The next time you’re in a restaurant (or anywhere), ask somebody where the restroom is and notice what they do. They always look and point. Always. There is no exception to this. (Okay, maybe one-in-a-million people won’t react that way, but maybe that just proves my point that you need a back-up move!)


I do have one more thing I want to share with you that’s even more important than my number one tip.

If you are in a fight and your opponent is sincerely trying to hurt you, you have to continue fighting even if you’re injured.

You have to continue to defend and protect yourself.

Now, for security guards, loss prevention officers and others who work in the private sector, a lot of times if you’re getting hurt, you can simply let go and your opponent will run away.

They are not really genuinely looking to hurt you. There are exceptions, of course. (Been there, done that.) But if your opponent simply wants to escape rather than truly injure you, you can frequently let go of them and they will flee leaving you alone. But if that’s not what happens, you have to continue to fight to defend yourself even through an injury.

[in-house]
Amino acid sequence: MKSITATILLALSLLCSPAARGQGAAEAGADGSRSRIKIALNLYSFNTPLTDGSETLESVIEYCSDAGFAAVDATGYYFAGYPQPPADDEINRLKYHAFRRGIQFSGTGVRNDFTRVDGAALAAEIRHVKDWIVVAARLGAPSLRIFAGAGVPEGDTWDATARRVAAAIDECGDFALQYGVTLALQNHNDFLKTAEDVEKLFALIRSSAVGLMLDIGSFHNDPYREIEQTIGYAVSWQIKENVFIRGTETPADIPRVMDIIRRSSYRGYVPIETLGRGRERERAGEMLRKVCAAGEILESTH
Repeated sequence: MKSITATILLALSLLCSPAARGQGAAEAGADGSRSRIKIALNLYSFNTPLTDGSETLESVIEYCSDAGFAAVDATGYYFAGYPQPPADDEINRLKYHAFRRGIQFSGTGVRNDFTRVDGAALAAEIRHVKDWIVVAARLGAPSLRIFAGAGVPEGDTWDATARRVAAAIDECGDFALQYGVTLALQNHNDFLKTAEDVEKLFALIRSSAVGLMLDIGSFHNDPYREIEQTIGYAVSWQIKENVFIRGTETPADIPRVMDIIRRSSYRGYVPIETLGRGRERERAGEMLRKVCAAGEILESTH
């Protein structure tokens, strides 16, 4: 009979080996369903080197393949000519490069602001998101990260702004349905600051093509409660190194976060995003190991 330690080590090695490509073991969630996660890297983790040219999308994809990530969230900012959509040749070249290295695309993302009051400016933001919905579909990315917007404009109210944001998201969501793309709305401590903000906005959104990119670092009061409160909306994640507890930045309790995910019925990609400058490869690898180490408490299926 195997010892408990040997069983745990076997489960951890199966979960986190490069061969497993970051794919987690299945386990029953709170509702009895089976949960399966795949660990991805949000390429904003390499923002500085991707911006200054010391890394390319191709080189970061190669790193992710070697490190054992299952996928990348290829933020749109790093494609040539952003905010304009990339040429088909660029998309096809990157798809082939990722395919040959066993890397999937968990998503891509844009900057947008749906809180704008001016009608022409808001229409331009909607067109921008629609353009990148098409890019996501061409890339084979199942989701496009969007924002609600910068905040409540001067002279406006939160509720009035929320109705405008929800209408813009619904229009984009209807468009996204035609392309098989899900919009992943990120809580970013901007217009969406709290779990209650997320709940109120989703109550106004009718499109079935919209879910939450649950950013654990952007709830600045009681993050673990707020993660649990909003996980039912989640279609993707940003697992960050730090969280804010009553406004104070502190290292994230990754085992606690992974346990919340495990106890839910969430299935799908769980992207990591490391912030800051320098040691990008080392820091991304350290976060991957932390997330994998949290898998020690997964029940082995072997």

If you are Law Enforcement you have to win every fight.

We cannot have a cop’s side arm and their badge going lose on the street. It happens too frequently as it is. Law enforcement has to win even time, even if they’re injured they have to continue fighting through that no matter what.

A note to everyone else…

If you’re reading this as a citizen who is the victim of a violent crime be sure to note… complying will usually be the safest course of action for you. But if the criminal will not disengage from you, if they decide their goal is to hurt you, then you have to fight through the injury just like the rest of us.

In conclusion…

Certainly don’t miss out on that very key point, being injured does not stop the fight. You may very well have to keep fighting, even injured.

Please take a moment, right now to check out my free report: If You Want To Be a Private Investigator Give Up… Unless You Do Theses Three Things. Just reading my report will teach you about some of the really important basics you need to know.

You can get it for free right here…

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Stay street smart and safe,
Larry Kaye,
Private Investigator